This is more about having the existential courage to overcome one's ontological anxiety of letting go of the two spaces and adapting to the modernized one space.
I use an application called Scrivener for most of my writing these days, especially writing that may wind up in downloadable bookish format. Fortunately, Scrivener automatically strips double spaces after end-of-sentence periods when you export the file.It also automatically converts "..." to "..." and multiple dashes into either endashes or emdashes depending on quantity (which Word also does most of the time).I kinda wonder what other typographical abominations Scrivener automatically fixes.
Took a brief typing class in high school, last couple of weeks after my folks and I got back from a 7 month trip to Europe (Dad was an English teacher - pioneer in ESL back in the 60's). One space, reinforced by Dad, he could do 150 WPM on a bad day, but that was on a Selectric. In his classes, he didn't really care, though he advocated one space. He was more interested in the content.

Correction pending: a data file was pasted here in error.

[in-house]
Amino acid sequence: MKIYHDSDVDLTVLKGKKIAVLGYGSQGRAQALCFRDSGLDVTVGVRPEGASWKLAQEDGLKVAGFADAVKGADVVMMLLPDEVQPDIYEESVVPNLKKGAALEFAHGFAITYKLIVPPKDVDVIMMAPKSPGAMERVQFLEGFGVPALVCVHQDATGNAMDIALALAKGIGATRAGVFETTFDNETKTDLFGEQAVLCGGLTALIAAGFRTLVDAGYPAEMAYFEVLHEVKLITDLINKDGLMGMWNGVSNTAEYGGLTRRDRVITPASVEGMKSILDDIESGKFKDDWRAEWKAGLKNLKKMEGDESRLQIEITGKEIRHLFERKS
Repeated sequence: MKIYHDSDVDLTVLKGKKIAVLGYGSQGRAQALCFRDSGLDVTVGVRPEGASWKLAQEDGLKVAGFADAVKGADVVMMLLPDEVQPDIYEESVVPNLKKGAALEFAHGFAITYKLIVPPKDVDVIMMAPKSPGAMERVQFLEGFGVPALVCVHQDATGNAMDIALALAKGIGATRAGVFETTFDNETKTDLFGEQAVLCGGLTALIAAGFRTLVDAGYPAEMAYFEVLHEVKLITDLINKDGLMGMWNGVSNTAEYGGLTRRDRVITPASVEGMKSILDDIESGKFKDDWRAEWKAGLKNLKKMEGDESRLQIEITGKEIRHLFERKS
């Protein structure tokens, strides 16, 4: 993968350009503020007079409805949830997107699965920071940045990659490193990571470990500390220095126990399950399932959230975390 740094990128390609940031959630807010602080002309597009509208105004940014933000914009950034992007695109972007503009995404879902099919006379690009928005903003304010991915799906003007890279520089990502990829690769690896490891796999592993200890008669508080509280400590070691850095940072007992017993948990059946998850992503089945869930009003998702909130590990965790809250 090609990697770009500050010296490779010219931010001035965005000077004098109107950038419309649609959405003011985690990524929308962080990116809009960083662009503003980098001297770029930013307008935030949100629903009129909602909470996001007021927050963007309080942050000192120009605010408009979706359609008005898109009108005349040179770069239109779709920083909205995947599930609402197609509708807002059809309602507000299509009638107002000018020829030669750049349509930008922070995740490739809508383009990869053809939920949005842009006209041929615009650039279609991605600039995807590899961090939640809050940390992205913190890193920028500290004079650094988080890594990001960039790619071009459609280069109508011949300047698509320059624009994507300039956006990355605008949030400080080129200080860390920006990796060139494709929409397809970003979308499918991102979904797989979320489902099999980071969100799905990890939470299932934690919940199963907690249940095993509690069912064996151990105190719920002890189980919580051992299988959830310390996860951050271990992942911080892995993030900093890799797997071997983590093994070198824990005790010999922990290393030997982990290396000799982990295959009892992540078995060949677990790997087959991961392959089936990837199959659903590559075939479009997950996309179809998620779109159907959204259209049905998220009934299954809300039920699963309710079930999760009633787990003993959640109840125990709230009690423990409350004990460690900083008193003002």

I was trained to use two spaces because I'm old. I'm trying to change to one, but old habits are hard to break.
Oh, god, that's bringing back memories of my typing keyboarding class. We had 30+ people with 4 computers and the rest on IBM Selectrics, so maybe once every two weeks you got a day on the computer instead of the typewriter.The idiot instructor decided everyone should go through the tutorials from the very beginning on the comp, so when we've moved well beyond the home row on the typewriters, we had to go back and do the very basics on the PC. One friend discovered that the typing tests on the computer didn't count errors, so you could just hold down a single letter key and get 100+ WPM and move on to the next lesson.